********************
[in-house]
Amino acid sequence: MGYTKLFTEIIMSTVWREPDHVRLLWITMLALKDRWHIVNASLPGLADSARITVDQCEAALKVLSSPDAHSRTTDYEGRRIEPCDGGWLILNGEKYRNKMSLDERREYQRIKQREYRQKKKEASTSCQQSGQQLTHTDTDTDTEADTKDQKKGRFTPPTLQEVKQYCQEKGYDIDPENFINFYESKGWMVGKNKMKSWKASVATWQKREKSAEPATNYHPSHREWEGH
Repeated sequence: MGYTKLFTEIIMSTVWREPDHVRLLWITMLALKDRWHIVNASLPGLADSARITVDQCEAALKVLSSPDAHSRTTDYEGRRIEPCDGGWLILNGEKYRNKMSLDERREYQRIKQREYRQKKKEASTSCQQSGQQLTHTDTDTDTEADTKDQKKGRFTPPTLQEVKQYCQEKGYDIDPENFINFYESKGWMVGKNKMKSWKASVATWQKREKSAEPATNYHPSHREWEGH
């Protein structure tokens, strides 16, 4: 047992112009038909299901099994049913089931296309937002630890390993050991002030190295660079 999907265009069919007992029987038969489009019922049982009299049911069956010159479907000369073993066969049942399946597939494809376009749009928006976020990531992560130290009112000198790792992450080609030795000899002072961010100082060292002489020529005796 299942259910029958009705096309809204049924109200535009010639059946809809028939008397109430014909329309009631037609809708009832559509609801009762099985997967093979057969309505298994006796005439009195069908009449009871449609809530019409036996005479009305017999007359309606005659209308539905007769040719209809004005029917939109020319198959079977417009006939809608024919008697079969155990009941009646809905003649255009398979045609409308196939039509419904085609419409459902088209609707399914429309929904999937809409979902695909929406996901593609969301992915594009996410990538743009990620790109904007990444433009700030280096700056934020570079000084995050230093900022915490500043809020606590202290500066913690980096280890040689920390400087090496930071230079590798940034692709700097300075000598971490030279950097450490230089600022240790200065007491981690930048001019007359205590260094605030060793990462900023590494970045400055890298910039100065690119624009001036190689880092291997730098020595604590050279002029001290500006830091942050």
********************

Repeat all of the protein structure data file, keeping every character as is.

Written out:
[in-house]
Amino acid sequence: MGYTKLFTEIIMSTVWREPDHVRLLWITMLALKDRWHIVNASLPGLADSARITVDQCEAALKVLSSPDAHSRTTDYEGRRIEPCDGGWLILNGEKYRNKMSLDERREYQRIKQREYRQKKKEASTSCQQSGQQLTHTDTDTDTEADTKDQKKGRFTPPTLQEVKQYCQEKGYDIDPENFINFYESKGWMVGKNKMKSWKASVATWQKREKSAEPATNYHPSHREWEGH
Repeated sequence: MGYTKLFTEIIMSTVWREPDHVRLLWITMLALKDRWHIVNASLPGLADSARITVDQCEAALKVLSSPDAHSRTTDYEGRRIEPCDGGWLILNGEKYRNKMSLDERREYQRIKQREYRQKKKEASTSCQQSGQQLTHTDTDTDTEADTKDQKKGRFTPPTLQEVKQYCQEKGYDIDPENFINFYESKGWMVGKNKMKSWKASVATWQKREKSAEPATNYHPSHREWEGH
């Protein structure tokens, strides 16, 4: 047992112009038909299901099994049913089931296309937002630890390993050991002030190295660079 999907265009069919007992029987038969489009019922049982009299049911069956010159479907000369073993066969049942399946597939494809376009749009928006976020990531992560130290009112000198790792992450080609030795000899002072961010100082060292002489020529005796 299942259910029958009705096309809204049924109200535009010639059946809809028939008397109430014909329309009631037609809708009832559509609801009762099985997967093979057969309505298994006796005439009195069908009449009871449609809530019409036996005479009305017999007359309606005659209308539905007769040719209809004005029917939109020319198959079977417009006939809608024919008697079969155990009941009646809905003649255009398979045609409308196939039509419904085609419409459902088209609707399914429309929904999937809409979902695909929406996901593609969301992915594009996410990538743009990620790109904007990444433009700030280096700056934020570079000084995050230093900022915490500043809020606590202290500066913690980096280890040689920390400087090496930071230079590798940034692709700097300075000598971490030279950097450490230089600022240790200065007491981690930048001019007359205590260094605030060793990462900023590494970045400055890298910039100065690119624009001036190689880092291997730098020595604590050279002029001290500006830091942050």